Every data-driven company has machine learning use cases. Don’t miss out on finding the best in your company – with our machine learning use case checklist.
TLDR: Check out the checklist here: www.datarevenue.com/en-resources/ml-usecase-checklist
1. Where to Find Ideas
- What are your team's 3 most important strategic goals?
Clarify what counts at this moment. This will focus your ideas and increase the likelihood that the solution you build is valuable.
Idea source A: Manual data analysis
- List all the processes that require your team to spend a lot of time on data analysis.
Machine learning is just a pattern-finding machine. It finds patterns in a dataset and then uses that knowledge to make predictions.
That's exactly what we humans usually do when we analyse data: We try to understand – to identify a pattern.
So if someone from your team analyses a particular type of data over and over again, then machine learning could save you time and energy.
- Is this data analysis highly repetitive?
Machine learning models are limited – they can only learn to do one specific thing. That means you can only automate repetitive tasks.
You will also need a lot of training examples for the algorithm – at least 200. So make sure you have enough data available.
- Do you need to scale this process to achieve one of your strategic goals?
Machine learning makes predictions cheaply and quickly. If it can’t automate your predictions completely, it will give your team considerable support and make them more effective at a particular task.
This is particularly valuable if you want to process a much higher volume of predictions in the future.
- Have all the important facts been captured in datasets?
Machines can only read digital data. If the task involves information that is not available in a dataset somewhere (things like conversations, manual inspections, etc.), then the machine will be at a disadvantage, and it will probably not be able to complete the task to your satisfaction.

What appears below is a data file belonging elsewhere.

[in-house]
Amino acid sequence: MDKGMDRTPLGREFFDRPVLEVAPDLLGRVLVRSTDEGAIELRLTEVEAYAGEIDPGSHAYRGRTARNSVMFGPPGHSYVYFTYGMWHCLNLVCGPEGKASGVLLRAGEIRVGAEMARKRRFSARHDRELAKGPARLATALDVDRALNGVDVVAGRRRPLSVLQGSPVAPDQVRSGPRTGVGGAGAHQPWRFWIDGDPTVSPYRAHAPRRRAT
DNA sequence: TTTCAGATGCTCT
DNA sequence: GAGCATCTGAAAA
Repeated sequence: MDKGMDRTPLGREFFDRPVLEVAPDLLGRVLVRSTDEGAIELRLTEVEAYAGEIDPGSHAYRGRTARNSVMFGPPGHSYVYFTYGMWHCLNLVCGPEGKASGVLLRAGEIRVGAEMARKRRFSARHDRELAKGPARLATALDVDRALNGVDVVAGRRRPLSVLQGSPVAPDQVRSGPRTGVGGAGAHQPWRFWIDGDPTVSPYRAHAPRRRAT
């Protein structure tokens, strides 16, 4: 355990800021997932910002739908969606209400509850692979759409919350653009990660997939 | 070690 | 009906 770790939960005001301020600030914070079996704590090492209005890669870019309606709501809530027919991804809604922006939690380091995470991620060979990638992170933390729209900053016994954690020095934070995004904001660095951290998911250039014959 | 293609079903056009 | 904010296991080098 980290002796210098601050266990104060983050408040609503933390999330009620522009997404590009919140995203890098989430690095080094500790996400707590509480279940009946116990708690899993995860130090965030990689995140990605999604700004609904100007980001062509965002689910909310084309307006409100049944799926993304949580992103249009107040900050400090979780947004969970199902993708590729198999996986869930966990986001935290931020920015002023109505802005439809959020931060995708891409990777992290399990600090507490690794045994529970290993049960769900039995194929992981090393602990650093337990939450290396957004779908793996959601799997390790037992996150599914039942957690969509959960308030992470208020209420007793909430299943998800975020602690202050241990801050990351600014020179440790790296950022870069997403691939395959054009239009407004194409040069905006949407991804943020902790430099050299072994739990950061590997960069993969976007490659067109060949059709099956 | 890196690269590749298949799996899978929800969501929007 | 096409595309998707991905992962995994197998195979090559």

>> Important: You don't need a perfect database where everything is nicely structured in one place. It's not very hard for a data scientist to combine datasets. What's important is that you already have the data somewhere.
Idea source B: Software decision-making
Contrary to public perception, machine learning is usually best used to improve existing software – not to replace a human employee.
- List all the software you use that repeatedly makes a decision or a prediction (even Excel sheets) based on a set of rules.
Just like with manual processes, this needs to be a high-volume process so you can provide the algorithm with enough examples for training.
In particular, identify places where the software is implementing certain rules – and where you suspect that these rules don't fully capture the real, underlying complexity of the connections. Machine learning can capture that complexity for you by finding thousands of rules.
Can you can answer “yes” to these 2 questions?
- Could a human expert make better decisions?
If a human being could make a better decision, then that's a good sign that the current rules don't capture the true complexity of the decision.
If that's the case, then you can interview this expert and figure out what data you need to feed the algorithm so it can try to learn to do the same thing.
- Have you saved > 500 examples of the “correct” predictions for a given situation?
The algorithm requires a lot of examples to learn these patterns. You need examples of the input factors, and especially of the correct output – the values you expect the algorithm to predict in a given situation.
If you don't have enough correct predictions, then you could ask a human expert to annotate the data with the expected output.
2. How to Prioritize Ideas
Now that you've narrowed down your list of ideas, you can compare them according to the following factors:
- Value – In a best-case scenario, how valuable would the solution be?
How much time and resources do you save with automated decision support? What else will be possible once you have automated this task and/or drastically improved its accuracy?
- Data availability – Do you already have all the data you need to feed an algorithm – right now?
This is not the data you might have in the future, but the data history you have access to now. How much is there? How relevant is it?
- Reference availability – Have other teams already built similar systems?
Is this a research project with few comparable solutions? Or have other teams – maybe in other industries – already solved a similar problem?
A good reference can reduce the risk of the project considerably.
- Ease of validation – You should be able to build a proof of concept in 6 weeks or less.
If you don’t have a clear idea of how to test your idea within 6 weeks, then be careful. Successful projects are usually simple and easy to validate.
Download the checklist
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The checklist also includes a Google Docs template — so you can start filling it out right away.